BEIRUT: Last week’s assassination of top security official Brig. Gen. Wissam al-Hasan has given the opposition March 14 parties a chance to close ranks to face security and political challenges ahead of next year’s parliamentary elections, politicians and analysts said Sunday. The scene of thousands of March 14 supporters converging on Martyrs’ Square in Downtown Beirut Sunday to participate in Hasan’s funeral brought back memories of the massive rally in the same area on March 14, 2005, after the assassination of former Prime Minister Rafik Hariri.
“The blood of martyrdom unites. What if the martyr was of the caliber of Wissam al-Hasan?” Beirut MP Ammar Houri told The Daily Star.
“The March 14 parties have emerged victorious through the blood of martyr Wissam al-Hasan,” said Houri, a member of former Prime Minister Saad Hariri’s Future parliamentary bloc who attended the mass rally to mourn Hasan.
Political analyst Paul Salem concurred that Hasan’s assassination would enhance the March 14 coalition’s political position.
“Definitely, the assassination gives a political boost to the March 14 [coalition], especially since the government is in a difficult position,” Salem, director of the Carnegie Middle East Center in Beirut, told The Daily Star, referring to renewed March 14 calls for the government’s resignation following Hasan’s assassination.
“It remains to be seen how March 14 parties will translate it into actual gains,” Salem said.
Hasan, the head of the police’s Information Branch who opposed Syrian President Bashar Assad, was killed along with his driver and a woman in a car bomb that ripped through the Beirut neighborhood of Ashrafieh Friday. Hasan, 47, was close to the Hariri family and played a key role in the probe of Rafik Hariri’s assassination.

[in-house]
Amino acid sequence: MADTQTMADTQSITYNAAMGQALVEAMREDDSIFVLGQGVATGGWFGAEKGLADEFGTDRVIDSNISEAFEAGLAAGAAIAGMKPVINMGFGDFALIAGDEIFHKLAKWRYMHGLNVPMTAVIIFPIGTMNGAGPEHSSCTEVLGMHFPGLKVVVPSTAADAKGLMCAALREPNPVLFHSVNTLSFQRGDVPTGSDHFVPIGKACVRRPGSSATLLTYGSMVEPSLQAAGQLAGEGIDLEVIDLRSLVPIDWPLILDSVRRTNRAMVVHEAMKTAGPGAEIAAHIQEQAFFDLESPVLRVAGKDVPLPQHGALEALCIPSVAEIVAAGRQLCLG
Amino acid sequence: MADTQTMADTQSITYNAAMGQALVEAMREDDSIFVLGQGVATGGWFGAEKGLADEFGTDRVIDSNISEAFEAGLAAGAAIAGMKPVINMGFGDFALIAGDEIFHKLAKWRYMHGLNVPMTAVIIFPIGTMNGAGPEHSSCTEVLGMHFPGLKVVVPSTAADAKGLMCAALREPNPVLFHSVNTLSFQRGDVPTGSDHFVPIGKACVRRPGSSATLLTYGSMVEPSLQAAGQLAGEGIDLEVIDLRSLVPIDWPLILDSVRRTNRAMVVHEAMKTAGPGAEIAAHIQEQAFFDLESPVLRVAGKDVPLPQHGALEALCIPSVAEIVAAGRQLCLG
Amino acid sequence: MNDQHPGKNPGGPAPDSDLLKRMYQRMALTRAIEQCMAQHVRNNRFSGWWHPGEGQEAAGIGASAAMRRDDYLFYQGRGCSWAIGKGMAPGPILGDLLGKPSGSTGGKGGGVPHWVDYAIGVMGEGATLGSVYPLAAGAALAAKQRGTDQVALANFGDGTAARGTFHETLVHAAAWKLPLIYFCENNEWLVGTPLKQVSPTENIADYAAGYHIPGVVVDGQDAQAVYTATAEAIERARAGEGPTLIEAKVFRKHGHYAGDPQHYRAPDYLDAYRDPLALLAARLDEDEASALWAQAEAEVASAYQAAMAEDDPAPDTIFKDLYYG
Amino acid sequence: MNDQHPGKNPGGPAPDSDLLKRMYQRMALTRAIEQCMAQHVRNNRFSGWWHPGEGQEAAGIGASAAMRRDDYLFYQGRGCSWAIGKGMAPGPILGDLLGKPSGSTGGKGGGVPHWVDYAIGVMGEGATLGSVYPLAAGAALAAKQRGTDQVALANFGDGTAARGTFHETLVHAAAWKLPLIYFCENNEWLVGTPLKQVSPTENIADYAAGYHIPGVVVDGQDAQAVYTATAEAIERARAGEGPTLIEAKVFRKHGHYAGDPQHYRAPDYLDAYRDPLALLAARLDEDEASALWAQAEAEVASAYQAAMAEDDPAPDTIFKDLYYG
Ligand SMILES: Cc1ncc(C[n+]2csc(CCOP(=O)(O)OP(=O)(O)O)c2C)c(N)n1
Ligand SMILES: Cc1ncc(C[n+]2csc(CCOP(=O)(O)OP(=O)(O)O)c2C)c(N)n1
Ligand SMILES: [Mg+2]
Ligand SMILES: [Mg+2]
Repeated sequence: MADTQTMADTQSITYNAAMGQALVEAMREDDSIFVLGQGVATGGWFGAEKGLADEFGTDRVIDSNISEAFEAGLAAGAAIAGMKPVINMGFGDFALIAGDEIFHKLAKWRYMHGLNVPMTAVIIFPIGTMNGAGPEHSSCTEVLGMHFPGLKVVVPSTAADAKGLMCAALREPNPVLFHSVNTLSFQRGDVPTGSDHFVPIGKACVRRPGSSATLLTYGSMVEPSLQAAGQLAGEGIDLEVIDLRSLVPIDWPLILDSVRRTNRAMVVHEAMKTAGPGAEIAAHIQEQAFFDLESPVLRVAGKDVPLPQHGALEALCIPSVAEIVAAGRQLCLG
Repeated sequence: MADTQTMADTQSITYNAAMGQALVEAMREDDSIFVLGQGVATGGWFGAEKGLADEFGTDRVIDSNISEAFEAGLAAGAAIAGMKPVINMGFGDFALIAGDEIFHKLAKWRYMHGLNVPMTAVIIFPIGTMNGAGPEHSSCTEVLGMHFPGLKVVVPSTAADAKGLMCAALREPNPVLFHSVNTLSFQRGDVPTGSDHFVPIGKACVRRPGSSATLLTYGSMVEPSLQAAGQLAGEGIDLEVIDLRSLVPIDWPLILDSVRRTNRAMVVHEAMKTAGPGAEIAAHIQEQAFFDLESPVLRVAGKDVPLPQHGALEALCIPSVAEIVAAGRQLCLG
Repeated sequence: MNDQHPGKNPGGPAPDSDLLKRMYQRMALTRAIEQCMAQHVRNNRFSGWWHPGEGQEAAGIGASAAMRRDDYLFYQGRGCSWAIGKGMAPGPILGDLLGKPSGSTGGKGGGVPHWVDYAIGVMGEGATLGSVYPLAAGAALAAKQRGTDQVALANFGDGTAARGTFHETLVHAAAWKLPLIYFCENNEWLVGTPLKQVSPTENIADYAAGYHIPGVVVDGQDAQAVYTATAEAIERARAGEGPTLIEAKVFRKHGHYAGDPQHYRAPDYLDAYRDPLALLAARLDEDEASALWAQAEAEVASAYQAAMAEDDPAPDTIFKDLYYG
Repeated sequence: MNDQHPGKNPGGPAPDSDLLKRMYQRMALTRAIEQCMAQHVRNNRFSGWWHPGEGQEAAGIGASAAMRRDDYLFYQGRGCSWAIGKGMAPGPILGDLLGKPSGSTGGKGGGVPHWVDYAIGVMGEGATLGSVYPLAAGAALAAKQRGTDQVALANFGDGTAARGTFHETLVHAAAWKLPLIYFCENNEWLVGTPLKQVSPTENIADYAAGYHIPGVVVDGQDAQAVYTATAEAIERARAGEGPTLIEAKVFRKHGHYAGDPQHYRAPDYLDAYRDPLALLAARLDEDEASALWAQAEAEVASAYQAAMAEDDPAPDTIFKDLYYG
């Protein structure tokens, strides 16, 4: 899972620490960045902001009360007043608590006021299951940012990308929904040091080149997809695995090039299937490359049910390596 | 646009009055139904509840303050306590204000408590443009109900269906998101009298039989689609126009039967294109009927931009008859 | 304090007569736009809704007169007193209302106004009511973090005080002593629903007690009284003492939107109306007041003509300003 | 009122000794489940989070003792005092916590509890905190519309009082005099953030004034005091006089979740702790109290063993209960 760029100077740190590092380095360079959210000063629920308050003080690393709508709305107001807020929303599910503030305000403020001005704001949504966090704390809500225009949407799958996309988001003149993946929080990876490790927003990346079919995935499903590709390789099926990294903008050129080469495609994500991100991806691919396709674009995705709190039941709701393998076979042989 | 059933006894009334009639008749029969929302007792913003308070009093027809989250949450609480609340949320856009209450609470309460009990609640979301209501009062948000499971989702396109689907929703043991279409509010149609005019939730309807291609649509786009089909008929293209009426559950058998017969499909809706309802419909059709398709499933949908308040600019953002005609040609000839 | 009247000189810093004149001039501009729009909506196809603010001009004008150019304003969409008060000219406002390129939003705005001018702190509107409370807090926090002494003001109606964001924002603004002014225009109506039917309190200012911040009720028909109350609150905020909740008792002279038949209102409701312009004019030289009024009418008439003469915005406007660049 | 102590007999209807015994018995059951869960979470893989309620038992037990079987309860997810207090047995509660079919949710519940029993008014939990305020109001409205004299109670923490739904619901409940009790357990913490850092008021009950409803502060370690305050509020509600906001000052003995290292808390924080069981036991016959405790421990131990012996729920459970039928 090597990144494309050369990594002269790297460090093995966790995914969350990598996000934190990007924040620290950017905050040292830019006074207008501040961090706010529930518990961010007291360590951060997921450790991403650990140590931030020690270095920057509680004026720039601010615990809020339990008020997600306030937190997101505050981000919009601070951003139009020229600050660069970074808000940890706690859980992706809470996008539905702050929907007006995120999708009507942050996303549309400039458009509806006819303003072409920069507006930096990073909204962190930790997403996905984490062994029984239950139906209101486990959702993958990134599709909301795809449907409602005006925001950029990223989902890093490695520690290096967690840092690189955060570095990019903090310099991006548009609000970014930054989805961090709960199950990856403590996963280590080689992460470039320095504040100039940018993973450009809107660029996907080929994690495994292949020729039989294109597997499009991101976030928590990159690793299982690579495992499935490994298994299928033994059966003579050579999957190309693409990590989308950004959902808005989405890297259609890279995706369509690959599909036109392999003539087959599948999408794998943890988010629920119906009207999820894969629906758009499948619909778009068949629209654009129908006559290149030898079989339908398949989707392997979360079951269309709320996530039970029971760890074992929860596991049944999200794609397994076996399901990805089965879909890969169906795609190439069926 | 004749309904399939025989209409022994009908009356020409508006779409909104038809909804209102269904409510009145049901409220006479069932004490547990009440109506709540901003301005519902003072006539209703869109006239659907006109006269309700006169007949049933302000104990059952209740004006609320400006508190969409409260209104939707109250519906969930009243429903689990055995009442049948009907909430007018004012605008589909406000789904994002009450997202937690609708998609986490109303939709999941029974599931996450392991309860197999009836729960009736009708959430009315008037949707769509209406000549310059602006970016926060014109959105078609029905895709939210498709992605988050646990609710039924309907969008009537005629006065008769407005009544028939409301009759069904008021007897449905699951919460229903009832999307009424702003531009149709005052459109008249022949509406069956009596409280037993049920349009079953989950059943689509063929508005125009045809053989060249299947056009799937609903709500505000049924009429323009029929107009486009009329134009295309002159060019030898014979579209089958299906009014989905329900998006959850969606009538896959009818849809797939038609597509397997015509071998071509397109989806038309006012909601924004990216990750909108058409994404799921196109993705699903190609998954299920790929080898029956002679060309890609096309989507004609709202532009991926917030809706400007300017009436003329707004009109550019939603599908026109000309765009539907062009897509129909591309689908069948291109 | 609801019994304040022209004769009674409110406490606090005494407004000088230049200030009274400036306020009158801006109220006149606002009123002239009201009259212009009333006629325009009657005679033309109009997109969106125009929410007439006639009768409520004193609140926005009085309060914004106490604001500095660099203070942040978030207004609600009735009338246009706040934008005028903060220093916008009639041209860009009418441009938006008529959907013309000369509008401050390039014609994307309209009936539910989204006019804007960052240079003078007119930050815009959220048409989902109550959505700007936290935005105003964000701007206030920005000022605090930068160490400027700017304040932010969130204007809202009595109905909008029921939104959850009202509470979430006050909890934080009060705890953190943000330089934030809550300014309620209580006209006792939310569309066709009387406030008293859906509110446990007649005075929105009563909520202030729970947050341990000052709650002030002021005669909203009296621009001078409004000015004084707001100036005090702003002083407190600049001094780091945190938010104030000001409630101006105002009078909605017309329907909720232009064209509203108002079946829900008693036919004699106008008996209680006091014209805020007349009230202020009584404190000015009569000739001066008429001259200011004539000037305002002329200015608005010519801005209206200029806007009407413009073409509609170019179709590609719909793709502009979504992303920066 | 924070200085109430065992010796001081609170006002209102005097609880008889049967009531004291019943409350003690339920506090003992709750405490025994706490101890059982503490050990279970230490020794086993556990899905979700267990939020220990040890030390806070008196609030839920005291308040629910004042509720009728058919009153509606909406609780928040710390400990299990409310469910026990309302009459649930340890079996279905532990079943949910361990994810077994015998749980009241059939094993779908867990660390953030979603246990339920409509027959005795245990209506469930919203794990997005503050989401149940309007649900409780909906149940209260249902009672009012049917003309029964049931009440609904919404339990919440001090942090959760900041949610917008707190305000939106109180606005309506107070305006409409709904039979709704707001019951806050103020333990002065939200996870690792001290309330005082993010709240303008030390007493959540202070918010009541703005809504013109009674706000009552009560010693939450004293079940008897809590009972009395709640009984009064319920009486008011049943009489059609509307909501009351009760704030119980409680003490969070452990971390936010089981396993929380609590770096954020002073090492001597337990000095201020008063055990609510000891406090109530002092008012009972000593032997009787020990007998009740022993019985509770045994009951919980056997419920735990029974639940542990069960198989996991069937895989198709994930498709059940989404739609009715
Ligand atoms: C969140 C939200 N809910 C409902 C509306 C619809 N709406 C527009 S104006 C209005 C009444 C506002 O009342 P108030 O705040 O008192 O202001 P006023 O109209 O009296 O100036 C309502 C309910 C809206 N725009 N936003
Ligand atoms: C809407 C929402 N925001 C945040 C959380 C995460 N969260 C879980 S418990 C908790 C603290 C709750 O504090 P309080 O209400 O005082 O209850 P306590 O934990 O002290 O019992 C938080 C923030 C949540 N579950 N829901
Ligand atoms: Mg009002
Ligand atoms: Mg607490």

The March 14 coalition has blamed Assad for Hasan’s assassination and called on Prime Minister Najib Mikati to resign immediately.
Tewfic Hindi, a Lebanese politician close to the March 14 coalition, said Hasan’s killing will give March 14 parties “momentum to close their ranks in order to confront the major upset in the balance of power and security.”
“Hasan had established a security balance in the country through his discovery of a terror plot to destabilize Lebanon,” Hindi told The Daily Star.
“Hasan’s assassination undermined stability in the country and upset the balance of power as well as the security balance, he said.
Hasan was the brain behind uncovering a recent bomb plot that led to the arrest of former Minister Michel Samaha, a longtime ally of Assad. Samaha and two senior Syrian security officials have been charged by Lebanon’s Military Tribunal in a terror plot aimed at destabilizing Lebanon by planning terrorist attacks with explosives in north Lebanon, including “planning to kill religious and political figures.”
Hindi accused the Hezbollah-led March 8 alliance and their regional allies, Iran and Syria, of trying to change the current balance of power through Hasan’s assassination.